Toronto Star

Saturday, July 10, 1999

Divorced man wins lion's share of cash in pension ruling

By Edison Stewart
Toronto Star Ottawa Bureau

OTTAWA - In what experts say is a major victory for men, the Supreme Court of Canada has dramatically slashed an Ottawa woman's share of her former husband's pension.

The court threw out the accounting method used by lower courts and effectively reduced the amount to be split by the couple to $151,480 from $372,041.

The precedent will affect divorcing couples throughout Ontario, experts said.

``The big winners are members of the pension plan,'' said Mel Norton, a Toronto actuary and senior vice-president of Aon Consulting. The big losers, he added, are their spouses. ``I am flabbergasted. I am just absolutely amazed,'' he said.

But William Sammon, lawyer for Theodore Best, the winner in yesterday's decision, called it ``a win . . . for fairness in valuing pensions.''

The judgment is not retroactive, and won't apply to existing divorces unless the terms are already under appeal, he said.

At issue was a long-standing dispute between Best and his former wife, Marlene Best, who divorced in 1989. Best, now 64, retired in 1996 after serving as an Ottawa school principal and school trustee. His pension was worth $424,912.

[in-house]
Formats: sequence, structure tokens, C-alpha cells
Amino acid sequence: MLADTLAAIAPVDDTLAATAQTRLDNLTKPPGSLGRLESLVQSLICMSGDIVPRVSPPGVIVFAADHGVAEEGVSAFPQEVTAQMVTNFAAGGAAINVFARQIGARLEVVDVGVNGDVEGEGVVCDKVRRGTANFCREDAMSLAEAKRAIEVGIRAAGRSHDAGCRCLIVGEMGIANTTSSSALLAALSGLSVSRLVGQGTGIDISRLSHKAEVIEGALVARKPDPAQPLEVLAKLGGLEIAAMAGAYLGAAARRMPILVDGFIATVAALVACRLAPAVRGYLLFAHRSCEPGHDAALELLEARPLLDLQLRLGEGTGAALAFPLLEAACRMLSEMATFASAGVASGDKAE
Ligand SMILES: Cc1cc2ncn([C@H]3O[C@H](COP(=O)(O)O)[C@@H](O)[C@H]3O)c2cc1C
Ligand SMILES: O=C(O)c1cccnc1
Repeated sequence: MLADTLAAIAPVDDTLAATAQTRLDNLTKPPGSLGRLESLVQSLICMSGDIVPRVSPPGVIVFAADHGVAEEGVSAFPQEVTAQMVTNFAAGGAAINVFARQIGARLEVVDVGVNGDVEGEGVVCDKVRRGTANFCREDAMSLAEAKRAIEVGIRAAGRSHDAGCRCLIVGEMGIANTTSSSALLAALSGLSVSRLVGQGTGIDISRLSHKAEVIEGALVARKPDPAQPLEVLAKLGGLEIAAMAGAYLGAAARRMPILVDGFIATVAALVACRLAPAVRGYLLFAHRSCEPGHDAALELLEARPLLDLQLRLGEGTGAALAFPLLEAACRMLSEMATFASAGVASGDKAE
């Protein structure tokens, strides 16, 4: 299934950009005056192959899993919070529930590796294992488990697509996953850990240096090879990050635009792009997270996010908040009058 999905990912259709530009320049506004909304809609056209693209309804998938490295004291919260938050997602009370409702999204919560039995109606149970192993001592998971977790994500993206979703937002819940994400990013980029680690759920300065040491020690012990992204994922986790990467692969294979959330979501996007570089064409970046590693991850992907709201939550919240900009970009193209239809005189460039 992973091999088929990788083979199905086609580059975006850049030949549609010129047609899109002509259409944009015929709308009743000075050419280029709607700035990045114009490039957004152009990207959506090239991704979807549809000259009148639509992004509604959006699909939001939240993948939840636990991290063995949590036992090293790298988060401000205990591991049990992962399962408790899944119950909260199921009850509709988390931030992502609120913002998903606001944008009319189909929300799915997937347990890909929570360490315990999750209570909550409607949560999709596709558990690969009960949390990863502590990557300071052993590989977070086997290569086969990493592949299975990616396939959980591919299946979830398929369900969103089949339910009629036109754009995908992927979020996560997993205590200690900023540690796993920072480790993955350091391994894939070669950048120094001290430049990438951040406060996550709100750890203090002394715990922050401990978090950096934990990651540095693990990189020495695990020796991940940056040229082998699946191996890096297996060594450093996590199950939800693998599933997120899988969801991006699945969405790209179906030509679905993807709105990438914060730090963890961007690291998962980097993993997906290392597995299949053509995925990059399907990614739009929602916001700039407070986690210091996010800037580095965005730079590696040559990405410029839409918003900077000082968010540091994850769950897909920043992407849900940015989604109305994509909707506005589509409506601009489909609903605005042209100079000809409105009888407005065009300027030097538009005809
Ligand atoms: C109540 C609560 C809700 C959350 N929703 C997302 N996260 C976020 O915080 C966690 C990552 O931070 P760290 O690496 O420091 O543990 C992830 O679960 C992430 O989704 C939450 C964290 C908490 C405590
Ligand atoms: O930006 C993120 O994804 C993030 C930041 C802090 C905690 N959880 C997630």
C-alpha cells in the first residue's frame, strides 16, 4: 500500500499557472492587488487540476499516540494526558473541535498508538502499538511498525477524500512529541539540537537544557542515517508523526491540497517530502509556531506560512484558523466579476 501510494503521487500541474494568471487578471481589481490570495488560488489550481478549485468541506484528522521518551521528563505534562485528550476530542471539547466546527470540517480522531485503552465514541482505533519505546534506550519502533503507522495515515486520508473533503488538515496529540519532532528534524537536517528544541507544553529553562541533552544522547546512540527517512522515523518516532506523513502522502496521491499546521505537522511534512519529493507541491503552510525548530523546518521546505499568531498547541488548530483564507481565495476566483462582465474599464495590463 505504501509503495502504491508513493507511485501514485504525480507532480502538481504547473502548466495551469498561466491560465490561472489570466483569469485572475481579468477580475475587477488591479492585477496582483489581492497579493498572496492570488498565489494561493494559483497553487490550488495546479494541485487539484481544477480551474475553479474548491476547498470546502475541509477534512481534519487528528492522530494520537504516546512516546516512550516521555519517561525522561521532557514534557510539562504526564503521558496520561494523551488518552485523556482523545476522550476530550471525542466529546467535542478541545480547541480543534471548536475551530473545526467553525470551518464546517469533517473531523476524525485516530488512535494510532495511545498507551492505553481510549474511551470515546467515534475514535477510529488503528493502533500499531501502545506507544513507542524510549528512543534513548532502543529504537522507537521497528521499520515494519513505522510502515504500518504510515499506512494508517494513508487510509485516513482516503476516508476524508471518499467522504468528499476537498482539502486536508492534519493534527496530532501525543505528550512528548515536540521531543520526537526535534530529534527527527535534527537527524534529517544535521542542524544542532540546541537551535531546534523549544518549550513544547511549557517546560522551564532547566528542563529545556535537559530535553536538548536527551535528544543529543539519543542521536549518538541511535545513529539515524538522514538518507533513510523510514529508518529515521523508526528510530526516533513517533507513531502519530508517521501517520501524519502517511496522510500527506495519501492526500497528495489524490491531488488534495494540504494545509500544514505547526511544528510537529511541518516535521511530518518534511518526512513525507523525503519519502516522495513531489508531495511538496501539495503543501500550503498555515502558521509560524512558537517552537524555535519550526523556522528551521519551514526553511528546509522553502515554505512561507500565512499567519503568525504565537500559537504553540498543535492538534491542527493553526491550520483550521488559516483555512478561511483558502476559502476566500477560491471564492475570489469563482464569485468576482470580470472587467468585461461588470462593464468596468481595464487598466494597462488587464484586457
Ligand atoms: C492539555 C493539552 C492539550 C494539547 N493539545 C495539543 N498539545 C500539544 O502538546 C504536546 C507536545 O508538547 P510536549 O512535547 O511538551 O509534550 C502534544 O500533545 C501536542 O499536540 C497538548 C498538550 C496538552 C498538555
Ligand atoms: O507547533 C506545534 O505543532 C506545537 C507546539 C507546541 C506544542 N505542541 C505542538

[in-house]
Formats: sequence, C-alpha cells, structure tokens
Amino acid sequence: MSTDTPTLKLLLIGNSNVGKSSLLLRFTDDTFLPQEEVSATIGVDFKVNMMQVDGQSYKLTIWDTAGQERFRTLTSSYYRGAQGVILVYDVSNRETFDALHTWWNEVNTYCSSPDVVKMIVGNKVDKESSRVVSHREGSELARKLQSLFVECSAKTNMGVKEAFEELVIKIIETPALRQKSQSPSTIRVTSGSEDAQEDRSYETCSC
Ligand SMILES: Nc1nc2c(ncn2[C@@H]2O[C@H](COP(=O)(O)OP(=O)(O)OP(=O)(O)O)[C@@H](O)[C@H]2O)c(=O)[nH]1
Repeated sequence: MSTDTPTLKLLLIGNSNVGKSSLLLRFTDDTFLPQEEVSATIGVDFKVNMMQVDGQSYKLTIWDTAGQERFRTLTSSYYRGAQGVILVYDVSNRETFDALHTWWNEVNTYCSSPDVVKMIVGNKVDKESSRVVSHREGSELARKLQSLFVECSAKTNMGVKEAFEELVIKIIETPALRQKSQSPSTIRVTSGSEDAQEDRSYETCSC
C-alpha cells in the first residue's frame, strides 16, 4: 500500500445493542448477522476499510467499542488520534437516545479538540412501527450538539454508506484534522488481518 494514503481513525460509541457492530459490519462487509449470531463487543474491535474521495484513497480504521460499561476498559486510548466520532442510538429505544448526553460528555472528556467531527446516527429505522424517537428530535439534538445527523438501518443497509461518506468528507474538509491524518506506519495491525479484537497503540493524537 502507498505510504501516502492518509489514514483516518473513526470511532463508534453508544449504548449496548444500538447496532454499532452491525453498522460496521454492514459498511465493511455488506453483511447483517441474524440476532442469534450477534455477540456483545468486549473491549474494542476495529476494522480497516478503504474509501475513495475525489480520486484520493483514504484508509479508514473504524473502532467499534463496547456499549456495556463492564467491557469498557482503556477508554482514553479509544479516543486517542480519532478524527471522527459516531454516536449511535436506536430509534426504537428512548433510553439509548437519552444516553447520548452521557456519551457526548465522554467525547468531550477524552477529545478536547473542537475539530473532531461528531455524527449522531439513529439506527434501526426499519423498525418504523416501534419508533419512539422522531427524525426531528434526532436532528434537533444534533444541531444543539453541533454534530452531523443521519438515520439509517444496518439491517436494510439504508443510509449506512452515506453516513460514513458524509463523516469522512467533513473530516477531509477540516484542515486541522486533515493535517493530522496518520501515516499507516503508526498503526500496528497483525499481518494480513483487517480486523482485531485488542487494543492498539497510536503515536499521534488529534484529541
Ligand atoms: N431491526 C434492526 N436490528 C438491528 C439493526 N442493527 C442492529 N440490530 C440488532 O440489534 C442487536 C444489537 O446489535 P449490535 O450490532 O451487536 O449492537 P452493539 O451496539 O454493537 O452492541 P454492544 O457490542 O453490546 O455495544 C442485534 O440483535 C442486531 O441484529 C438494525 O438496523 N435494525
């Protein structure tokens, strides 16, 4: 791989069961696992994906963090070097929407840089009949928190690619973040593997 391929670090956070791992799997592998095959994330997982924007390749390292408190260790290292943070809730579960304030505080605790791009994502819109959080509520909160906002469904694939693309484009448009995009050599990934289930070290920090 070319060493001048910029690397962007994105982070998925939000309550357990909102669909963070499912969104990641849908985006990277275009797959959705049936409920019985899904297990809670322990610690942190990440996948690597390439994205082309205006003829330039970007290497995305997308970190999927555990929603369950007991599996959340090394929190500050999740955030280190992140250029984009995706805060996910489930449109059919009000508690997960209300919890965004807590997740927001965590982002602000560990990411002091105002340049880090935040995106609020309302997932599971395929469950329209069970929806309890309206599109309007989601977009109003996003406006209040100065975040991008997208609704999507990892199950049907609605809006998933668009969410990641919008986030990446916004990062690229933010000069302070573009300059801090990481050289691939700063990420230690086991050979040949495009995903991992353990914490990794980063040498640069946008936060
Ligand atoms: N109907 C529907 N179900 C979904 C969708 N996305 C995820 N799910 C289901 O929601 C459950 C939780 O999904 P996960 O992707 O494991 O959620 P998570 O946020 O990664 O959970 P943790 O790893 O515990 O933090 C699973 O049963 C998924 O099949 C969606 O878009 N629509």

The high court had to decide what portion of the pension should be divided as a family asset, given that Theodore Best had paid into the plan for 33 years but was married to Marlene Best for only 12 years.

The court noted that under the pro rata method favoured by Best, the pension increased at a constant rate over time. The value-added method preferred by his ex-wife saw the pension grow slowly at first then more quickly as earnings compounded.

Earlier court rulings used the value-added method to calculate that only $52,871 of the pension's value was accumulated before the Bests married.

But in an 8-1 decision written by Justice Jack Major, the Supreme Court said the pro rata method best indicated how the pension's value varied. Division of pensions in Ontario will now depend more on the length of a marriage than on how long the fund has been building.

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